Two Tilda Swintons enter Johanna Hogg’s haunted house in the Eternal Daughter trailer

Swinton plays a Hogg stand-in as well as her mother in the atmospheric not-quite-horror picture.


Charles Bramesco


A couple years ago, somewhat lost in the shuffle as the entertainment industry reorganized itself around digital releasing during the first months of the pandemic, Sean Durkin‘s film The Nest offered a curious inflection on the horror film. The story of a deteriorating family took place in a cavernous English country mansion rich in menacing atmosphere, like a haunted house picture in which the ghosts are strictly metaphorical, the regrets of the past every bit as ominous as any phantom.

It was a clever and unsettling tack, its efficacy now re-proven by Johanna Hogg‘s latest film The Eternal Daughter, which likewise places a fraught familial drama in a handsome manor coursing with an ambient malevolent energy bordering on the supernatural. In the first trailer released today, distributor A24 sells it as a sort of non-horror movie, all eerie vibes with none of the messy bloodletting.

Though the grabbier focal point may be Tilda Swinton‘s double performance in the lead role, occupying almost the entirety of a film peopled by a scant number of additional characters. She plays the Julie character introduced as a Hogg stand-in for her Souvenir diptych of quasi-memoir films, now an adult woman with a career in place, as well as Julie’s fussy aging mother Rosalind. During what’s supposed to be a leisure outing to this beautiful locale, resentments and unfulfilled hopes bubble to the surface like so many specters, adding a Vertigo-ish air (reinforced by all the radioactive-looking green light) to their excavation of old feelings.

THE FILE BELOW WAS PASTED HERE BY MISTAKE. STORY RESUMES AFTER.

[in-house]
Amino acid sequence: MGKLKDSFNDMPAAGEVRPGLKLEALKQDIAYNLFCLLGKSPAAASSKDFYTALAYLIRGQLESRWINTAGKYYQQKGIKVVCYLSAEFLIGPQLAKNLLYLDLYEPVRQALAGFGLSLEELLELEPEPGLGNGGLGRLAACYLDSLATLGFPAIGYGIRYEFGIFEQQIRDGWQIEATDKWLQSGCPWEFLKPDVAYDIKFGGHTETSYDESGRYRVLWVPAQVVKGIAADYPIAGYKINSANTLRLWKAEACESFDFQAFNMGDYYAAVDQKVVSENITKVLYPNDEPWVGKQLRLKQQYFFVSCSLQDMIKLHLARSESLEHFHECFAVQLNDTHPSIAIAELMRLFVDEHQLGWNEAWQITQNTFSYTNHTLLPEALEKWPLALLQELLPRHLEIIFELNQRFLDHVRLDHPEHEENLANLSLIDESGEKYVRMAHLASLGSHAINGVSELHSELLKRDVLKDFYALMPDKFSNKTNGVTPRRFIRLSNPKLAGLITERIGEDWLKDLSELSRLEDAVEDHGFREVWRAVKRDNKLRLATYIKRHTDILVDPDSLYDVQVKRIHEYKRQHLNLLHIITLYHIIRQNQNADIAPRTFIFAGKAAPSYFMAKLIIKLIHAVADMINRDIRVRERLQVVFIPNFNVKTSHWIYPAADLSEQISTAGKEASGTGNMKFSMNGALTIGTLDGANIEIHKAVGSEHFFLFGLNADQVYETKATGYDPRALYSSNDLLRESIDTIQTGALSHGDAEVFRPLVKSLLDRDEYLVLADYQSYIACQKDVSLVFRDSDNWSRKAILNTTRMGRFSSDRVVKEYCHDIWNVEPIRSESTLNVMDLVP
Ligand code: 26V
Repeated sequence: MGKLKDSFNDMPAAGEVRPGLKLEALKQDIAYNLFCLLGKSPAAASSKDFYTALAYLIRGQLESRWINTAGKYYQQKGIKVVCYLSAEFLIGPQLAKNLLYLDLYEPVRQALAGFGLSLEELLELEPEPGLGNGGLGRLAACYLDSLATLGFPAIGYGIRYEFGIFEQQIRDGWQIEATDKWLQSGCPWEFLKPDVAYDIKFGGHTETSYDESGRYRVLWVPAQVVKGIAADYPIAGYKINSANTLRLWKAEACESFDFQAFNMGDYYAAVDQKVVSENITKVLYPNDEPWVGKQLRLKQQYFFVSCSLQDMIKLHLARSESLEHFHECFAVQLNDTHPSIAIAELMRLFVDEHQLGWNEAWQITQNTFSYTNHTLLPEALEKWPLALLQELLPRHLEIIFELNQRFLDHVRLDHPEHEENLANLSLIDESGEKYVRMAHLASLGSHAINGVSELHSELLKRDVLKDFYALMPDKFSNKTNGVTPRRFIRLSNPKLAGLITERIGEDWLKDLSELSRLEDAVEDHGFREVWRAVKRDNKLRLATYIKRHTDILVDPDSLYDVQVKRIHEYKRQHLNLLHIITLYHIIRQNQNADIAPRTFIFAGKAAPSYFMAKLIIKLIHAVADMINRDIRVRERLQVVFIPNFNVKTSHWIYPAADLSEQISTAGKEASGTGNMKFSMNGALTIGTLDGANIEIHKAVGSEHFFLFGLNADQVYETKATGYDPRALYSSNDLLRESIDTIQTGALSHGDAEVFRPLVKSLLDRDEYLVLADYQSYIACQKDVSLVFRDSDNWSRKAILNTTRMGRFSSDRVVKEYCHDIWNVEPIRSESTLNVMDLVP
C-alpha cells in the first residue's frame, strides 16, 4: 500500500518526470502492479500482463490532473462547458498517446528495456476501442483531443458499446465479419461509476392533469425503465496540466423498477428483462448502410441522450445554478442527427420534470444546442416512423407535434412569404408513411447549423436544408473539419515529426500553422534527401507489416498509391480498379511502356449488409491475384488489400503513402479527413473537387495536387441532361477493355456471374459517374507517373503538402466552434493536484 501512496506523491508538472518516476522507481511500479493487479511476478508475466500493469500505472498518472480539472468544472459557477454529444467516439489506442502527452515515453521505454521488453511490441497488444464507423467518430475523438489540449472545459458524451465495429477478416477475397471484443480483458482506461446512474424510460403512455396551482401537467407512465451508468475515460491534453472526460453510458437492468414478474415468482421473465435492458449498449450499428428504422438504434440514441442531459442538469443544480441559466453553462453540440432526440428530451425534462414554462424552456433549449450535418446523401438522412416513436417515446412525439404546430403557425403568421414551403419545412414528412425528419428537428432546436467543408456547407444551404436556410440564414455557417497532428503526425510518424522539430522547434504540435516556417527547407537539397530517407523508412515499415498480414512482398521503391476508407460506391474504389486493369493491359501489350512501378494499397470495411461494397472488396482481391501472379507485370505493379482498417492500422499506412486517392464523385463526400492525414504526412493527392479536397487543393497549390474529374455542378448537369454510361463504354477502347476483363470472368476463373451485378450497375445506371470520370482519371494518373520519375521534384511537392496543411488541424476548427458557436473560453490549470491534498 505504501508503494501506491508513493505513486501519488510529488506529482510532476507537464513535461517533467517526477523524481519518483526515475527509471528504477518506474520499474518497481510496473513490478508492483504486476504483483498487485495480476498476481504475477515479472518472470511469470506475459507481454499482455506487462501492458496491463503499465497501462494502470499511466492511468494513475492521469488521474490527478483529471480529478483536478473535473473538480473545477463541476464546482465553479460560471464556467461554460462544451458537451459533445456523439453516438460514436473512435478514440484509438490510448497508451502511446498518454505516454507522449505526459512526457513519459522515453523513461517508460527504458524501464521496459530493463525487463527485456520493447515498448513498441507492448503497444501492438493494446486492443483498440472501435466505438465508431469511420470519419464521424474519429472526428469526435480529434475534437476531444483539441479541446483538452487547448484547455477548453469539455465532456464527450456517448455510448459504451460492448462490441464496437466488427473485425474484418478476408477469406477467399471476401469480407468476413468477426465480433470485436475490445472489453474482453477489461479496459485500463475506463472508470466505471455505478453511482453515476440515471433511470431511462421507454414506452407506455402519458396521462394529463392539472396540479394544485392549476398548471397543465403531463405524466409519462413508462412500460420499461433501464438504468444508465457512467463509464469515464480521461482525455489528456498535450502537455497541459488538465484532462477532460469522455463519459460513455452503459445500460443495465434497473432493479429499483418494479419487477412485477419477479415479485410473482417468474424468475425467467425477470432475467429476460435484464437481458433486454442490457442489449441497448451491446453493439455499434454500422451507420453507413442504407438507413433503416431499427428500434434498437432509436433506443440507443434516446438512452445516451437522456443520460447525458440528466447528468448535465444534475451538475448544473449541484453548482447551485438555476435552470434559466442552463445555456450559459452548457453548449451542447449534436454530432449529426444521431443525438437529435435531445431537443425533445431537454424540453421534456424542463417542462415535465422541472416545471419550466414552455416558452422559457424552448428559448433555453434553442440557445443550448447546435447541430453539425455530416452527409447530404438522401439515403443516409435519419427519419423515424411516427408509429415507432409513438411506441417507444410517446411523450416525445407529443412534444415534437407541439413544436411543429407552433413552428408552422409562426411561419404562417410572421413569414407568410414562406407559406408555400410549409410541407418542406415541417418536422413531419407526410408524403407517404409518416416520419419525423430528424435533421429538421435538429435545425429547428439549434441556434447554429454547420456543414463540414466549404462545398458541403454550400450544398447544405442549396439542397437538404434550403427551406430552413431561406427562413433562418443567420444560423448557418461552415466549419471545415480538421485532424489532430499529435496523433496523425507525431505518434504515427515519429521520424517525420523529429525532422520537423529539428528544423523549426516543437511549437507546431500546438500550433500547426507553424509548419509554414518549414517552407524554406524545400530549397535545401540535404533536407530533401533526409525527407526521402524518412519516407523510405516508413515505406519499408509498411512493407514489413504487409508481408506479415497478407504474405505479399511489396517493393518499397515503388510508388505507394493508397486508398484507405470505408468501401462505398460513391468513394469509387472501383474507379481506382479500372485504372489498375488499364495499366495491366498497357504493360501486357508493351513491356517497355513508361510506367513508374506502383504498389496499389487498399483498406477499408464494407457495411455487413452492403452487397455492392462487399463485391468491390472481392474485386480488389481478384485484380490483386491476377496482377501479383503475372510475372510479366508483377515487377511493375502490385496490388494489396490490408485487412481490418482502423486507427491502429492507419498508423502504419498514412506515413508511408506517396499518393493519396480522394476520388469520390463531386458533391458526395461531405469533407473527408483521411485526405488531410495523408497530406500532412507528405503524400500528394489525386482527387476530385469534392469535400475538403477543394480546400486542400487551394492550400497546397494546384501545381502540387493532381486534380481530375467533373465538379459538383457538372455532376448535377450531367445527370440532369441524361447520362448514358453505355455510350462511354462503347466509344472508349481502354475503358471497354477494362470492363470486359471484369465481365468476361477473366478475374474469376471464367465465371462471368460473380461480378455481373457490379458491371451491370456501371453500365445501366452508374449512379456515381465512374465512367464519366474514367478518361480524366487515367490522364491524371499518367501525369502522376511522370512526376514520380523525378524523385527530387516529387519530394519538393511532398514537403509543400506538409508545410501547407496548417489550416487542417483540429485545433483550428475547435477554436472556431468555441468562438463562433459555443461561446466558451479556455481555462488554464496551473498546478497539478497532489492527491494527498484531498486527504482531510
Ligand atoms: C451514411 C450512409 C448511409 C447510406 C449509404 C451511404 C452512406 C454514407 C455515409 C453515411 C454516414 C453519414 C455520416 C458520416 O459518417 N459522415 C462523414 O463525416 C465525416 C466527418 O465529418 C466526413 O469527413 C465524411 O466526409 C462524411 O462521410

In her first-look review from the world premiere at the Venice Film Festival, our critic on the scene Catherine Bray was impressed with Hogg’s resourceful methods, writing: “The ability to effectively trap digital ghosts in our devices, as part of a longing to preserve some sense of connection, sits at the foremost frontier of modern anxieties about death and what we leave behind, while the double casting of Swinton underlines the fact that having children used to be the only way that we could leave behind partial copies of ourselves. There are as many potential ways to approach a parent-child relationship onscreen as there are parent-child relationships on the planet, but Hogg may have just discovered a new one.”

Hogg spent her two previous films in a state of unsparing introspection, breaking down the naïveté and privilege enjoyed by her younger self, but the director has opened her inquiries up with her latest work, focused now on how she fits into a longer continuum of yearning that stretches through generations. For viewers in the States this December, it’s the perfect wintertime watch, cozy in its luxe-holiday setting and frosty in its emotional outlay.

The Eternal Daughter comes to cinemas in the US on 2 December. A date for the UK has yet to be set.

Published 1 Nov 2022

Tags: Joanna Hogg Tilda Swinton

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